The luxury market—defined by the top 10 percent of all sales in the markets we serve—displayed more varied figures than were seen in the general housing market, but all in all the same effect of balance and stability can be applied to the four Bay Area regions when looked at as a whole. That said, some areas fared noticeably better than others.
The Mid-Peninsula performed dominantly, with its $5.284 million average sales price up 10 percent year-over-year and its 1,223 sales up 6 percent from Q2 2015. This included 12 sales of $10 million or more, with a $19.75 million sale in Atherton registering as the Bay Area’s top sale this quarter. Expect increasingly popular areas like Woodside and Atherton to continue attracting eager ultra-prime buyers as 2016 continues to unfold.
The North Bay also performed well, with its $3.121 million average sales up 10 percent year-over-year. This was slightly counterbalanced, however, by the 227 sales for the region being down 6 percent from Q2 2015. However, luxury homes in the North Bay did move at a healthy pace of 51 DOM during the second quarter—an average that was 37 percent faster than the previous year.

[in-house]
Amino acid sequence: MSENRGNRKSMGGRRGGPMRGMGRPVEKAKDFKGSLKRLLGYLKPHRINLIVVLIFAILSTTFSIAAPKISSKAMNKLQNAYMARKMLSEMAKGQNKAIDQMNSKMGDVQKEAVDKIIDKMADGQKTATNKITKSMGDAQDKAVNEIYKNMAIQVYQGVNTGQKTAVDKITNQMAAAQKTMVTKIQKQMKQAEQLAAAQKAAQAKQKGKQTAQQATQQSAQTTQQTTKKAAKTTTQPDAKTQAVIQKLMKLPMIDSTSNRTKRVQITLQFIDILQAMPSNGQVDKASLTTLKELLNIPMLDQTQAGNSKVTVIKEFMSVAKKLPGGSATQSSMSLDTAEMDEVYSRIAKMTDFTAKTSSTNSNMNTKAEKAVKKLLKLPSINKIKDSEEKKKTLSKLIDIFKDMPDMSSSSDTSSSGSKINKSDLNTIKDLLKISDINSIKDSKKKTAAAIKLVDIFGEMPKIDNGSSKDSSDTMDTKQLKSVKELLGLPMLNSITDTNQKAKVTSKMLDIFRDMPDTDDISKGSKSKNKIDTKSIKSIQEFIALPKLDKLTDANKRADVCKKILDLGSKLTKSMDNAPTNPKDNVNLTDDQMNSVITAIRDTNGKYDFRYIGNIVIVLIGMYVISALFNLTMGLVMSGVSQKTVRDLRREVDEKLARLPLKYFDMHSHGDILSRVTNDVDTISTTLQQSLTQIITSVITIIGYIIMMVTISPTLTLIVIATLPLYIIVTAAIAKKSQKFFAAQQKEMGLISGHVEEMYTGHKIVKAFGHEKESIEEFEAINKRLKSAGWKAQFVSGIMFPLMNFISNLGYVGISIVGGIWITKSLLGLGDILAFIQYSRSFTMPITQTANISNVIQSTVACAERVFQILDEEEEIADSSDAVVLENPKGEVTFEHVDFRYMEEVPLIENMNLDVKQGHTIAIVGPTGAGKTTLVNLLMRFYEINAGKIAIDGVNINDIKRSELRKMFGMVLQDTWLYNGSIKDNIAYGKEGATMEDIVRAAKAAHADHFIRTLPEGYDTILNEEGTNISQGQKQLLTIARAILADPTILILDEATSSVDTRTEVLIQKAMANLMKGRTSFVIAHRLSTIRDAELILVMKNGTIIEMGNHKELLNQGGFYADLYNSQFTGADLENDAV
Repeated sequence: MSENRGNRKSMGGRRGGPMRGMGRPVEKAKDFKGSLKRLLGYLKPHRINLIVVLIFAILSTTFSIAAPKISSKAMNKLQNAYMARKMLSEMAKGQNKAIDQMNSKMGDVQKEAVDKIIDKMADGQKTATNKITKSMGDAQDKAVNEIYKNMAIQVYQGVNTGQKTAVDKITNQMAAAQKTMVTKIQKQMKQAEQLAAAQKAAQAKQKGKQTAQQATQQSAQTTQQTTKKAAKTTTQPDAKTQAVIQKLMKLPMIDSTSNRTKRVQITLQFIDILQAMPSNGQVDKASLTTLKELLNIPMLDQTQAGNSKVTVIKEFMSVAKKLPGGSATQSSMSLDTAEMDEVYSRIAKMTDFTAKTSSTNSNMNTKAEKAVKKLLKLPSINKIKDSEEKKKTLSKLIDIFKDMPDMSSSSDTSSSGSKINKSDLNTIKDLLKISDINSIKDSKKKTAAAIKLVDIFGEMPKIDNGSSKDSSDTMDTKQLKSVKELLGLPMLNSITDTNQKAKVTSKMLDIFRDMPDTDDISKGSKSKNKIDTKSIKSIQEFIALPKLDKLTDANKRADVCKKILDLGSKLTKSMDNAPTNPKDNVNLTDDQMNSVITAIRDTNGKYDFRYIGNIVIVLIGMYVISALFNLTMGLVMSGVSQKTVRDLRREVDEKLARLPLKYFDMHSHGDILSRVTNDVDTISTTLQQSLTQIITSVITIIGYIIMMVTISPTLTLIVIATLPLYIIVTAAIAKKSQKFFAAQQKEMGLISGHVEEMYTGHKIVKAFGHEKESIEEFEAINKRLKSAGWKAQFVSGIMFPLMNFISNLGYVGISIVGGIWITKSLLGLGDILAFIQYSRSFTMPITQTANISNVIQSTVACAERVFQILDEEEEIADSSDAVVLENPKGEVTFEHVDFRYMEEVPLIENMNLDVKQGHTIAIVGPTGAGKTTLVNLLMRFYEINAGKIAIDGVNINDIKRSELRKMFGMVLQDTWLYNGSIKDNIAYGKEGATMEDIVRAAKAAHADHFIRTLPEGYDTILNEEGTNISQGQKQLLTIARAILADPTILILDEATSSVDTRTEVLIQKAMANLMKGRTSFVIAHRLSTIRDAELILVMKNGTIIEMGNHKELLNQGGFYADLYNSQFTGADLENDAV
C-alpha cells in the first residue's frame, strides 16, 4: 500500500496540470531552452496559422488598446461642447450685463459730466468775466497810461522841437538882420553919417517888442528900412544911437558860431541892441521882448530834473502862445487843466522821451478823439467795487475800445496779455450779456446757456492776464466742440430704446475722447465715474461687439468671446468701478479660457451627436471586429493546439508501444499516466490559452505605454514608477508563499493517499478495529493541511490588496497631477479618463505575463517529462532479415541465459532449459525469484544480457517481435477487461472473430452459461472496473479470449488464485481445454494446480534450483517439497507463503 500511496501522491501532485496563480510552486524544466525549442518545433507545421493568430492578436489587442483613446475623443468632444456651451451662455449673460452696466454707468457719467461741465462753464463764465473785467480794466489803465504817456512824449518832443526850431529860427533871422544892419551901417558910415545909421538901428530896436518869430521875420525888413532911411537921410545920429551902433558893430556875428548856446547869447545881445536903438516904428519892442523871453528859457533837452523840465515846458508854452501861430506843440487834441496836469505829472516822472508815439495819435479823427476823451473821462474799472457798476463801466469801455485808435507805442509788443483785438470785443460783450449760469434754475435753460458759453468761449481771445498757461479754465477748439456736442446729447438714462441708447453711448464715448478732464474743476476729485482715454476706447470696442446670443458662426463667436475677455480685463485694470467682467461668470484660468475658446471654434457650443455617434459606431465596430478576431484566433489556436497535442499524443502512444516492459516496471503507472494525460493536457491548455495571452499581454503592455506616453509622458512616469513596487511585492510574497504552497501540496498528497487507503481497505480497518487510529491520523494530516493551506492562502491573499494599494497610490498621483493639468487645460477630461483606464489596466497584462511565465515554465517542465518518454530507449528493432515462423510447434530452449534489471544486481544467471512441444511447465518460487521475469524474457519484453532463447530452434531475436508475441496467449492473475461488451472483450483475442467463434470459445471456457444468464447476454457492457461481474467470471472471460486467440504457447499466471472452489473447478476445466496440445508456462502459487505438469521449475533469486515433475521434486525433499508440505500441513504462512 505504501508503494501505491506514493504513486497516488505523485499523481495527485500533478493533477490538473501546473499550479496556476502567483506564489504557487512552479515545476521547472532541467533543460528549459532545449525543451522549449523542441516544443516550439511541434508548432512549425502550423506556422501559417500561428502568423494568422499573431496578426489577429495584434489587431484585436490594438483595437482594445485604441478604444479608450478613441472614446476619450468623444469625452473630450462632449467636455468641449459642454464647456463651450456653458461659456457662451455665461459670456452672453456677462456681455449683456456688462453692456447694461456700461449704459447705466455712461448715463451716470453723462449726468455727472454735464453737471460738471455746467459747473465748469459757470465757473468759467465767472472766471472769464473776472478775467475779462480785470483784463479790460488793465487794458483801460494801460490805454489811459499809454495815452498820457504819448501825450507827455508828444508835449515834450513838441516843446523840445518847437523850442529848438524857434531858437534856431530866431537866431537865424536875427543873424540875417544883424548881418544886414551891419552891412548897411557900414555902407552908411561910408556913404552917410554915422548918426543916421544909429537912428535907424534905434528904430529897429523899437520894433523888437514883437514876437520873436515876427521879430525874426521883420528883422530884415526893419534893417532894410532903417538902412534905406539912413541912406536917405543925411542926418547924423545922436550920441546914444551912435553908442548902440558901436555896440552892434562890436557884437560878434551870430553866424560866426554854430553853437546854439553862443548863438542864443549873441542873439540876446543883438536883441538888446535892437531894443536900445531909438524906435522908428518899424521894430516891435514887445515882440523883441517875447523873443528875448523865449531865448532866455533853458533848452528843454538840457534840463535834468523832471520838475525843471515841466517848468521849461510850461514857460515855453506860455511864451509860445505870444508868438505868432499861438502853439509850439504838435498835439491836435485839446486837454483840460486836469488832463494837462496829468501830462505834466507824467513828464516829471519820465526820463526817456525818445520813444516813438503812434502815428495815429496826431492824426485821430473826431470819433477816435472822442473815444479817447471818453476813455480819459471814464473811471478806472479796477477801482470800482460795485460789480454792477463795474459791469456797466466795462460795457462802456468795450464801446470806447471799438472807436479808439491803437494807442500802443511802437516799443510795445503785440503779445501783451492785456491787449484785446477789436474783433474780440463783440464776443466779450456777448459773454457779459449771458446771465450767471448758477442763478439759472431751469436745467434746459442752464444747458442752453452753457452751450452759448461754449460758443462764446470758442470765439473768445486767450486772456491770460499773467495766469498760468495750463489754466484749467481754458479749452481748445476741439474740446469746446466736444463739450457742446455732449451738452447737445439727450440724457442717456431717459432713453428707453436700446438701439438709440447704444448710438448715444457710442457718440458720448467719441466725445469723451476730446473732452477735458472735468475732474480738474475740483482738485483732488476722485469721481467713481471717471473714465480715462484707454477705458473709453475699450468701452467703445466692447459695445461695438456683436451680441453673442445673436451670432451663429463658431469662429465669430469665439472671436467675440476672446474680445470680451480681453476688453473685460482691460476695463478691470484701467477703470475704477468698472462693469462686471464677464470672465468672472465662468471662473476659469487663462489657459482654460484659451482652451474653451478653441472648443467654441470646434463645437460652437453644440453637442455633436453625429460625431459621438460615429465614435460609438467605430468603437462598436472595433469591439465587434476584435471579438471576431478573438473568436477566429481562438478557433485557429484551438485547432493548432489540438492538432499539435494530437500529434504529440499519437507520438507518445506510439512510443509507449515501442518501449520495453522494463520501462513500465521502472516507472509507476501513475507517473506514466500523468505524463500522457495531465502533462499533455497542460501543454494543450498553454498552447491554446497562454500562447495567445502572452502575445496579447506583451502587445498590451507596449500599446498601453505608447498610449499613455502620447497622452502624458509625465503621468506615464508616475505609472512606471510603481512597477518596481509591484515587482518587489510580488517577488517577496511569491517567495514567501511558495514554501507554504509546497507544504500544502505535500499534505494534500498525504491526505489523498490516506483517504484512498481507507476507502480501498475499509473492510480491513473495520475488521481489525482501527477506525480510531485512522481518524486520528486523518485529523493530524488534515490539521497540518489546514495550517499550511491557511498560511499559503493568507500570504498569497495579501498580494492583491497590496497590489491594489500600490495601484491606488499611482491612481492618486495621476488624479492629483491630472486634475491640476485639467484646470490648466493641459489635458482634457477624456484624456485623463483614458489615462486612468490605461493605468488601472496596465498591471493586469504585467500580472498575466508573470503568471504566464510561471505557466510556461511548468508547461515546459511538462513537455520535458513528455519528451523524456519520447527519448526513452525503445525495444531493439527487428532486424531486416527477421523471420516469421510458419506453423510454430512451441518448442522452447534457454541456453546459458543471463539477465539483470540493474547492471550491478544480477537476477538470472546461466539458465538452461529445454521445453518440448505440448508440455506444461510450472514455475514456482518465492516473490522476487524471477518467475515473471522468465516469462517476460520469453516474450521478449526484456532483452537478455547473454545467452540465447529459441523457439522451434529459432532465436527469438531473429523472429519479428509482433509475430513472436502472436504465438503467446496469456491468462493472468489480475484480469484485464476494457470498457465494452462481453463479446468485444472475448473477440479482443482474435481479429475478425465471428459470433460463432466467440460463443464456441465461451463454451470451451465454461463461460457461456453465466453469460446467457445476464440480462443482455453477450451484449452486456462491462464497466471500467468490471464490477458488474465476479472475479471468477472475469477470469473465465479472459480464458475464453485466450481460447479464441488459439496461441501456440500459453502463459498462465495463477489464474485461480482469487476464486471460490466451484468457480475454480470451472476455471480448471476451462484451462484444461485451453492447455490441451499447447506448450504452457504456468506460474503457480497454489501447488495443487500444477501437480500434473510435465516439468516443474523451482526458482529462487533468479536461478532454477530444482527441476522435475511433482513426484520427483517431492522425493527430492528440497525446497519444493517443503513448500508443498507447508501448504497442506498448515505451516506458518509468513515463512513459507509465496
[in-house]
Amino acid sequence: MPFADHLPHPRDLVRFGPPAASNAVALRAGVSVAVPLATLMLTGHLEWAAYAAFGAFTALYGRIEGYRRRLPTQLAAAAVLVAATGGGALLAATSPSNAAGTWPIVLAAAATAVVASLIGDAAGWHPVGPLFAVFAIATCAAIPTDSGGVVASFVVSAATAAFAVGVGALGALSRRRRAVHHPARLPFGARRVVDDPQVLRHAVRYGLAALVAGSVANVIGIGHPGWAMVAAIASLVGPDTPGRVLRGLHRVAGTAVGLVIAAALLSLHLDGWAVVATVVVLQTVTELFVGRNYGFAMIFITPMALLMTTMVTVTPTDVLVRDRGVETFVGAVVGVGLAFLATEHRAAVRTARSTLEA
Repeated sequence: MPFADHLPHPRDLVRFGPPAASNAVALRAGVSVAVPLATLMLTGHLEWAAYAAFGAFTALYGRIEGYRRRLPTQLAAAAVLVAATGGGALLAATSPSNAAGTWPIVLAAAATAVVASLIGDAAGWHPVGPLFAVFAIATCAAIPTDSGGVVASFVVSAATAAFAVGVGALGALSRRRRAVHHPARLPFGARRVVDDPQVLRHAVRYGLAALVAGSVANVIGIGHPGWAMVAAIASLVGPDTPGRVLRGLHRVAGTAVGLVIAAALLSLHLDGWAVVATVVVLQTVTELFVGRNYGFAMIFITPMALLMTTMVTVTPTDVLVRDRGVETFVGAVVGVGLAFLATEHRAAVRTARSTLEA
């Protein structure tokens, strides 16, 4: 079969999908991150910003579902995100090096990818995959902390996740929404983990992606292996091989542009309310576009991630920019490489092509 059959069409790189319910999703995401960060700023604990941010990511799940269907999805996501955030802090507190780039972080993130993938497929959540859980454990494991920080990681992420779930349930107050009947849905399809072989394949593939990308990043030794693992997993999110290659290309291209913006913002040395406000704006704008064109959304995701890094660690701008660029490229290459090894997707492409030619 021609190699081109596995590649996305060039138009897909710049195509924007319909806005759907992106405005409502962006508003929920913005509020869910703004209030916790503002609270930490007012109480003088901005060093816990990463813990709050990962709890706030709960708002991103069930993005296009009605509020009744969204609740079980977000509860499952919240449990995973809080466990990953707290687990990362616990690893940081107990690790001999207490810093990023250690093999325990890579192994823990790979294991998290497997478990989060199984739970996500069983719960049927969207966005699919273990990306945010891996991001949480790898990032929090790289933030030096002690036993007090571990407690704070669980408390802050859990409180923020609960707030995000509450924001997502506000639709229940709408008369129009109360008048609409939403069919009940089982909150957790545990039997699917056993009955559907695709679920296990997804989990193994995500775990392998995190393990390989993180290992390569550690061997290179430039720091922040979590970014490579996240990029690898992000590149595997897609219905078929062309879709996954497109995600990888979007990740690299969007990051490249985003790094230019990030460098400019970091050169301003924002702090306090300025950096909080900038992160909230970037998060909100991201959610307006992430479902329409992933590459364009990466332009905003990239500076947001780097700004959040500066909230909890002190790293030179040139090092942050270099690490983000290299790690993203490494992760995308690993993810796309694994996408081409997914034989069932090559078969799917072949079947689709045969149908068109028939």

San Francisco’s activity stood in stark contrast to that of the Mid-Peninsula and North Bay. The $4.913 million average sale here was down 15 percent year-over-year, in addition to the average 40 DOM being nearly double what it was from a year prior. It should be noted that this signifies less of a depreciation in the San Francisco luxury sector than it does a time in which less high-priced inventory is available in the city and more buyers are looking for more economical options.
The East Bay showed more of a stabilized effect than all other regions. The $1.912 average home sale was flat in comparison to the previous year, and total sales volume was down just 2 percent from Q2 2015. This activity came in the wake of a Q1 2016 that saw a large amount of high-priced East Bay properties enter and be absorbed by the market.
BAY AREA LUXURY MARKET SHARE
The Mid-Peninsula’s strong performance led the way with 38 percent of cash share ($1.148 billion) and 35 percent of all Bay Area luxury sales. The North Bay added 24 percent of cash share and 23 percent of sales volume. The East Bay contributed 19 percent of cash share and 24 percent of all sales. San Francisco provided 19 percent of cash share and 18 percent of total sales. This amounted to 985 luxury sales for a total of $2.988 billion in Q2 2016.